Losses from emerald ash borer helping clean Blacks Run

emerald ash borer

This is a bioreactor under construction on Fair Hill Farm, Kent County, MD. The pit is being filled with woodchips.

As crews work to bring down damaged ash trees at Westover Park in Harrisonburg, another project benefiting from the destruction caused by the emerald ash borer moves closer to fruition.

The City of Harrisonburg has partnered with nonprofit Ridge to Reefs to install a woodchip bioreactor at Purcell Park, using funding from a National Fish and Wildlife Foundation grant. Ash trees removed from Westover Park due to beetle damage will be turned into woodchips for the project.

Woodchip bioreactors are designed to mimic wetlands and convert nitrate-nitrogen in the water to harmless nitrogen gas (which makes up 78 percent of the air we breathe). Water is diverted through a large pit filled with woodchips, and the woodchips act as a media for bacteria to grow and denitrify the water. The pit is capped and covered with soil and grass, allowing it to blend into the landscape.

Nitrogen is a source of pollution in surface waters of Virginia and the Chesapeake Bay Watershed. Excessive nitrogen causes large algae blooms in river and streams. When algae blooms die, they decompose, which decreases oxygen levels in rivers and can cause fish kills. The City of Harrisonburg is required to reduce nitrogen levels as a part of the Municipal Separate Storm Sewer System (MS4) permit.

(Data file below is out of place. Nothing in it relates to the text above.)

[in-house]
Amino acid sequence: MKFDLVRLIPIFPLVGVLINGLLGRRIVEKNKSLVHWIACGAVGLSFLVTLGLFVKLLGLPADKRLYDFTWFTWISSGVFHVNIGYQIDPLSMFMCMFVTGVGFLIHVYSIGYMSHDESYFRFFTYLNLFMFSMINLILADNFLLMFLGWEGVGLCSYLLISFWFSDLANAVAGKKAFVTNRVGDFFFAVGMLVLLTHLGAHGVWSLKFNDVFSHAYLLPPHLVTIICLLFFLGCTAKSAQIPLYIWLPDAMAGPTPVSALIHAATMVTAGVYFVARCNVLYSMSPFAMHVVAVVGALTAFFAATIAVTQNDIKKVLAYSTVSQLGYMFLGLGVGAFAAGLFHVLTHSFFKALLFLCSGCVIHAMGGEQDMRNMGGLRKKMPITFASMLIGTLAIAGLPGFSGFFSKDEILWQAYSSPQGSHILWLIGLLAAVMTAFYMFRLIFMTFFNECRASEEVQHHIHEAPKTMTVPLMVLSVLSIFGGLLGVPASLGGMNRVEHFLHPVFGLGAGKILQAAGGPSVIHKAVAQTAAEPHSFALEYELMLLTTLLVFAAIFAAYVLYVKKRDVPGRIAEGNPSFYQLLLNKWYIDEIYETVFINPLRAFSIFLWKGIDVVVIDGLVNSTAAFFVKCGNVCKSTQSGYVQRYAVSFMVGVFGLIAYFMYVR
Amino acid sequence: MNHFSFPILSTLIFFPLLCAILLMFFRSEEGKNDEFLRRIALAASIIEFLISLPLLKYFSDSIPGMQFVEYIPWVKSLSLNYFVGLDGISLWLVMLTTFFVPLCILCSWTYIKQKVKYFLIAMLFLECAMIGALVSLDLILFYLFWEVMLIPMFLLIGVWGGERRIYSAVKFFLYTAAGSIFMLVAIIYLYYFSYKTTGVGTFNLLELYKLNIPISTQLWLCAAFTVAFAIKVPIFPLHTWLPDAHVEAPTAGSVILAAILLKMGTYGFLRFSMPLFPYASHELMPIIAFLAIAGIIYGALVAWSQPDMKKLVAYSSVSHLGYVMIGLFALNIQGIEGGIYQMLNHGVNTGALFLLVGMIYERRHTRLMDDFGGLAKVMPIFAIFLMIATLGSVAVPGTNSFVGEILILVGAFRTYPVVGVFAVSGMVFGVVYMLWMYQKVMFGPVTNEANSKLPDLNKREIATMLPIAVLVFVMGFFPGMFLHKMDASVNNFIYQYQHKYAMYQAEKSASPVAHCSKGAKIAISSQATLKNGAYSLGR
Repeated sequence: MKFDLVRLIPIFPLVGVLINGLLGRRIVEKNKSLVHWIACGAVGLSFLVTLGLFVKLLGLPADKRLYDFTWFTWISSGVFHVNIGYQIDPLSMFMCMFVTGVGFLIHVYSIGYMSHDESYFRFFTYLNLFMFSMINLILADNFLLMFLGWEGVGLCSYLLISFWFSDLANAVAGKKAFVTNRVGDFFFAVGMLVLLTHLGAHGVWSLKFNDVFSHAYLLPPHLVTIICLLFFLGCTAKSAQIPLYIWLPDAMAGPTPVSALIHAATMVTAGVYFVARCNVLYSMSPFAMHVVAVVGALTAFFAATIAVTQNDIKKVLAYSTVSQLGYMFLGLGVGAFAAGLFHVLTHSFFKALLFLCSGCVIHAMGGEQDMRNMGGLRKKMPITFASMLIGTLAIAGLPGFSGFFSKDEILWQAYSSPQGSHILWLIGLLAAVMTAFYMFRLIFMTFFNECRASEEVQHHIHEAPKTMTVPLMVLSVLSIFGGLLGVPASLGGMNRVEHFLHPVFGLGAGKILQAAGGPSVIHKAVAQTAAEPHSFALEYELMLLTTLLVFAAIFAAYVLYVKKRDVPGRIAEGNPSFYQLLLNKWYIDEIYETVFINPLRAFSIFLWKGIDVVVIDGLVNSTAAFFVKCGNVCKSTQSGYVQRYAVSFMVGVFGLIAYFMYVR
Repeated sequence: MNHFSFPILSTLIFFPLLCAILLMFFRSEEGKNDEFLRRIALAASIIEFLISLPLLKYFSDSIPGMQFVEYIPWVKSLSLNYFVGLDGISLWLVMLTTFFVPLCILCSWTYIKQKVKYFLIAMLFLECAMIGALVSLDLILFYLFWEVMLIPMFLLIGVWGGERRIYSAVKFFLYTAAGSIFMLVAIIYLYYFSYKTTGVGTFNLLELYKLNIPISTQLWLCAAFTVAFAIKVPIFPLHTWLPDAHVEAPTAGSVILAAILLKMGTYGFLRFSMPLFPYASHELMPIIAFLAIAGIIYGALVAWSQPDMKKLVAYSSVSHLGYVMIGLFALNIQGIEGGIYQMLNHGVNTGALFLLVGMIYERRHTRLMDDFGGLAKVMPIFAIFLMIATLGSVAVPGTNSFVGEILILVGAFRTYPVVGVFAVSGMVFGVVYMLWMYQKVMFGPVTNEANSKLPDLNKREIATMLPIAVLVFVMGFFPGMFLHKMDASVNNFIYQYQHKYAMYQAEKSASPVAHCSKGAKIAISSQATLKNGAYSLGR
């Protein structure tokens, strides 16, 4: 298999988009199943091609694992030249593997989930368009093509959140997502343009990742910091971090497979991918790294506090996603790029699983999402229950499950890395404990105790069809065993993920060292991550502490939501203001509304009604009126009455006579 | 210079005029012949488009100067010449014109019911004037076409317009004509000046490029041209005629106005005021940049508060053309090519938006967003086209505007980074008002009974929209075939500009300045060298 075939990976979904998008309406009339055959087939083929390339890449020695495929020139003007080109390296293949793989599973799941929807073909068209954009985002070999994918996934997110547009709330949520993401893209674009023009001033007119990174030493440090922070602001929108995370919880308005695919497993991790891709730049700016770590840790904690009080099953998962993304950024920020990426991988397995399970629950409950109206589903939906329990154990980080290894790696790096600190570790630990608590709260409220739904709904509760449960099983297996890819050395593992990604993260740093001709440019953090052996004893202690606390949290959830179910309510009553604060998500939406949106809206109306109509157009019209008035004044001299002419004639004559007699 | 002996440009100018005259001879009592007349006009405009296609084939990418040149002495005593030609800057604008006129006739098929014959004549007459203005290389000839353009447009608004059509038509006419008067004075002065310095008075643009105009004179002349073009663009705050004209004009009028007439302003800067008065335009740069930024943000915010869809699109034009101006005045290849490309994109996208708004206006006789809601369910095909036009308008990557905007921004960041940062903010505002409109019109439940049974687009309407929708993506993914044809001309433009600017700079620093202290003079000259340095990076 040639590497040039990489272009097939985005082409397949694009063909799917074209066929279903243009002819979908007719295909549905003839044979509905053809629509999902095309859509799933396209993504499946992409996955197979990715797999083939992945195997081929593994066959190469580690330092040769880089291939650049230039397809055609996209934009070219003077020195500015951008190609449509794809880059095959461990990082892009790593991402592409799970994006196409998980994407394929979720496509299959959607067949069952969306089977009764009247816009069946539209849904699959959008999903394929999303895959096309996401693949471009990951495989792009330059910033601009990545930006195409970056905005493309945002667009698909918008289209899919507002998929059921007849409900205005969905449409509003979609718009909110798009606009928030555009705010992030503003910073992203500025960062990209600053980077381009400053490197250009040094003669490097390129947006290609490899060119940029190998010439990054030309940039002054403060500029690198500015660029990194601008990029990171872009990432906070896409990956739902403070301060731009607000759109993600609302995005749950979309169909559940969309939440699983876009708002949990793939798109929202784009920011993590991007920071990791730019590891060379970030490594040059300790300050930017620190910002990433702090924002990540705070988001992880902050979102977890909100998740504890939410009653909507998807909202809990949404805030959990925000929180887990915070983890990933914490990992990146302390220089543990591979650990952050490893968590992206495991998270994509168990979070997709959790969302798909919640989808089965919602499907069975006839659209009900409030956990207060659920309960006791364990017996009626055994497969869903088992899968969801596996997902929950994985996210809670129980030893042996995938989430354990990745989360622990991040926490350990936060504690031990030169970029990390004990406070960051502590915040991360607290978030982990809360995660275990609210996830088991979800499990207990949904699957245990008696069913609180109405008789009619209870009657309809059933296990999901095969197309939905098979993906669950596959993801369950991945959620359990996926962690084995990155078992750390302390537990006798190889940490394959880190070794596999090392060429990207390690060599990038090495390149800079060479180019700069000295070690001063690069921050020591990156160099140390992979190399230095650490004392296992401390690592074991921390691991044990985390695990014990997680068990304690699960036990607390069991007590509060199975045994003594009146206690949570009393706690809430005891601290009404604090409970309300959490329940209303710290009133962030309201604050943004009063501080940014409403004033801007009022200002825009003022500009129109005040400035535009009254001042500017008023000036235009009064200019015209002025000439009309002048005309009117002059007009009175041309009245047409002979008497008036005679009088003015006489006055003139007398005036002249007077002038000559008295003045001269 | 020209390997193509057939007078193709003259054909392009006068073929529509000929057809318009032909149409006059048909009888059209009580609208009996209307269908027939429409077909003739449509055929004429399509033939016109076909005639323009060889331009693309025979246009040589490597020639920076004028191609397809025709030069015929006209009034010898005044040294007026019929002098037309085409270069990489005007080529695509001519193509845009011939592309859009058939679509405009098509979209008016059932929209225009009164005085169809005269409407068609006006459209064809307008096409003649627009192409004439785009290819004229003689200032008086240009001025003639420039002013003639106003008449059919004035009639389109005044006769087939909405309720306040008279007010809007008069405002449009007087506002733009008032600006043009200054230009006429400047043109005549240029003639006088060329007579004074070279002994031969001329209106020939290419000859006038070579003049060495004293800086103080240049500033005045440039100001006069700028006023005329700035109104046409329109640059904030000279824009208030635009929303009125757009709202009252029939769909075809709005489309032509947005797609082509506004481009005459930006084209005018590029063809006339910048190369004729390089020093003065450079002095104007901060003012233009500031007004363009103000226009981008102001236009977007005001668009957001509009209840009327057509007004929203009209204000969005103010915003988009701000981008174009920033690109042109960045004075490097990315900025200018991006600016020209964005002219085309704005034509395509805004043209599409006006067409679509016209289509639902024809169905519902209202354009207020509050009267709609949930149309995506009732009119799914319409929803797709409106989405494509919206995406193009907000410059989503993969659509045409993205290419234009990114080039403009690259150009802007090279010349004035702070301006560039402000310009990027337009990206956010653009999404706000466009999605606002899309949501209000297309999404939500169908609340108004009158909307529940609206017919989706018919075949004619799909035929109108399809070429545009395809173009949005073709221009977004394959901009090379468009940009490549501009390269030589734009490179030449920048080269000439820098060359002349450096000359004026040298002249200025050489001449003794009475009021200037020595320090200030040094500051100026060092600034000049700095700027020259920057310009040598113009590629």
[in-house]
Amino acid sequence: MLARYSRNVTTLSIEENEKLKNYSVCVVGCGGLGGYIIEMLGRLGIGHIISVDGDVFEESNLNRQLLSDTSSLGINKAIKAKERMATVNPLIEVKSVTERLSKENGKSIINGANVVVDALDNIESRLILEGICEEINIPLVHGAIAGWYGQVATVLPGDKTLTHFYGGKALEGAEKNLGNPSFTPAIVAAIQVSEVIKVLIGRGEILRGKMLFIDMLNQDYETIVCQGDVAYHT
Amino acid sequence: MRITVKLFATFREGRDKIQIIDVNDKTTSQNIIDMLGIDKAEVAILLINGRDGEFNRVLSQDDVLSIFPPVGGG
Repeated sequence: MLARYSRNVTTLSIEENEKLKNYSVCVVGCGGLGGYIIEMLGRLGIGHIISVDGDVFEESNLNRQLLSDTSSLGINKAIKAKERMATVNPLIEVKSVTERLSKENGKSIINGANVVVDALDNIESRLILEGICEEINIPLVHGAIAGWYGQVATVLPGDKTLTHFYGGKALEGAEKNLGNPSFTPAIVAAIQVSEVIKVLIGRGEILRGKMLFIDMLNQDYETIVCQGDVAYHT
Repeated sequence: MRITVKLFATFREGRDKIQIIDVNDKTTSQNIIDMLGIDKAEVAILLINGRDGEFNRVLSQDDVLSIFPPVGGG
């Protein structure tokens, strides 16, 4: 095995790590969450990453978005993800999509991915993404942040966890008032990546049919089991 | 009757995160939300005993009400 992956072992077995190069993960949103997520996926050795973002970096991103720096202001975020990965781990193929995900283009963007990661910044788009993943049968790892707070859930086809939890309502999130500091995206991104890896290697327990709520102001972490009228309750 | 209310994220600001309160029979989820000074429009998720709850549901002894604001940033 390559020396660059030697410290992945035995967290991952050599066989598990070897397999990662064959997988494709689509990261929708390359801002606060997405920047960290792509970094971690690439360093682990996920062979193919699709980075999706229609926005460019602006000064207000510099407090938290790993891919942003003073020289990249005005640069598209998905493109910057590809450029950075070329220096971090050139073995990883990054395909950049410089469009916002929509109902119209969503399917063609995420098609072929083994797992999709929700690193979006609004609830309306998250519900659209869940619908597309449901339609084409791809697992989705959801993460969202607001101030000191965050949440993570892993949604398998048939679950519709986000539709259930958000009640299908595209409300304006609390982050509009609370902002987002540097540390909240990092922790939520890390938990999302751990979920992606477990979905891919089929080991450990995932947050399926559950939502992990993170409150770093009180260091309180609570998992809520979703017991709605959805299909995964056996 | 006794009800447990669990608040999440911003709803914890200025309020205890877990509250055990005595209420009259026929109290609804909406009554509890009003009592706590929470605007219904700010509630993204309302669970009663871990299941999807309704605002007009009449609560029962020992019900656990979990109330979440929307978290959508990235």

“The woodchip bioreactors we’ve built typically remove 90 percent or more of the nitrate that enters the practice,” Drew Koslow, restoration ecologist for Ridge to Reefs, said. “We have estimated the cost per pound of nitrogen removed to be $7 to $10, which makes bioreactors tremendously cost effective.”

The Purcell Park woodchip bioreactor is scheduled be completed in August. It will be installed above the pond, which collects water from Siebert Creek from a pipe and discharges water into Blacks Run below the pond. The bioreactor will divert water in the pipe to the bioreactor, denitrify the water, and allow it to continue to flow into the pond. This denitrified water will reduce the algae blooms that have plagued the pond in the past. It also will reduce the amount of nitrogen headed downstream into Blacks Run.

This project will not only reduce nitrogen levels in Blacks Run, it also will utilize ash wood from emerald ash borer-damaged trees.

“I have been really excited about this project and the fact that we are turning a really bad situation with the emerald ash borer and the loss of our ash trees into a water quality improvement is the icing on the cake” Wes Runion, environmental specialist for the Harrisonburg Public Works Department, said. “Not only is this project benefiting water quality in our local pond and Blacks Run, but it is ultimately improving the Chesapeake Bay.”

The use of woodchip bioreactors has primarily been limited to the agriculture sector, where they are used to denitrify agriculture wastewater in the Midwest. This project will be one of the first to treat surface runoff and stormwater in Virginia.



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